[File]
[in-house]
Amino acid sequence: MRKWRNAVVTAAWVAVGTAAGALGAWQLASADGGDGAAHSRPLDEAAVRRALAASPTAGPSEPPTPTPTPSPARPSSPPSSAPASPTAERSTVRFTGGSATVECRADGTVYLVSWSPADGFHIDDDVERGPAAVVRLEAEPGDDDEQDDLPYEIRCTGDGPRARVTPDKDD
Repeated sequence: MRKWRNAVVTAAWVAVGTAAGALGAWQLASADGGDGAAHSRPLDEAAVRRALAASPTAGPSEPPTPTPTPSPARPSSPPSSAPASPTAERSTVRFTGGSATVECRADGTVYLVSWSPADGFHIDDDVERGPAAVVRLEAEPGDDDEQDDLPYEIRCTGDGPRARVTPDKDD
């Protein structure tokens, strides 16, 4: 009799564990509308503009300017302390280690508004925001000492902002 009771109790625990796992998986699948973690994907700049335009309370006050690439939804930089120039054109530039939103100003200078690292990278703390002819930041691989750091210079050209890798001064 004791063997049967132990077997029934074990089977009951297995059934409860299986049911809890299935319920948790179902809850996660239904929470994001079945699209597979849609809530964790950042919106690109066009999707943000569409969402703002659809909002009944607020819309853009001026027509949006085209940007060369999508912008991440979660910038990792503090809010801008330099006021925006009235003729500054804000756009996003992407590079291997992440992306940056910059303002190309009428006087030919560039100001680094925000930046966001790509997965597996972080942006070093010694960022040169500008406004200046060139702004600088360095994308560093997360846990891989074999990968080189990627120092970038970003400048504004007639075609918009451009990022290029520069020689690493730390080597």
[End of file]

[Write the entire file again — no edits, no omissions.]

[in-house]
Amino acid sequence: MRKWRNAVVTAAWVAVGTAAGALGAWQLASADGGDGAAHSRPLDEAAVRRALAASPTAGPSEPPTPTPTPSPARPSSPPSSAPASPTAERSTVRFTGGSATVECRADGTVYLVSWSPADGFHIDDDVERGPAAVVRLEAEPGDDDEQDDLPYEIRCTGDGPRARVTPDKDD
Repeated sequence: MRKWRNAVVTAAWVAVGTAAGALGAWQLASADGGDGAAHSRPLDEAAVRRALAASPTAGPSEPPTPTPTPSPARPSSPPSSAPASPTAERSTVRFTGGSATVECRADGTVYLVSWSPADGFHIDDDVERGPAAVVRLEAEPGDDDEQDDLPYEIRCTGDGPRARVTPDKDD
């Protein structure tokens, strides 16, 4: 009799564990509308503009300017302390280690508004925001000492902002 009771109790625990796992998986699948973690994907700049335009309370006050690439939804930089120039054109530039939103100003200078690292990278703390002819930041691989750091210079050209890798001064 004791063997049967132990077997029934074990089977009951297995059934409860299986049911809890299935319920948790179902809850996660239904929470994001079945699209597979849609809530964790950042919106690109066009999707943000569409969402703002659809909002009944607020819309853009001026027509949006085209940007060369999508912008991440979660910038990792503090809010801008330099006021925006009235003729500054804000756009996003992407590079291997992440992306940056910059303002190309009428006087030919560039100001680094925000930046966001790509997965597996972080942006070093010694960022040169500008406004200046060139702004600088360095994308560093997360846990891989074999990968080189990627120092970038970003400048504004007639075609918009451009990022290029520069020689690493730390080597």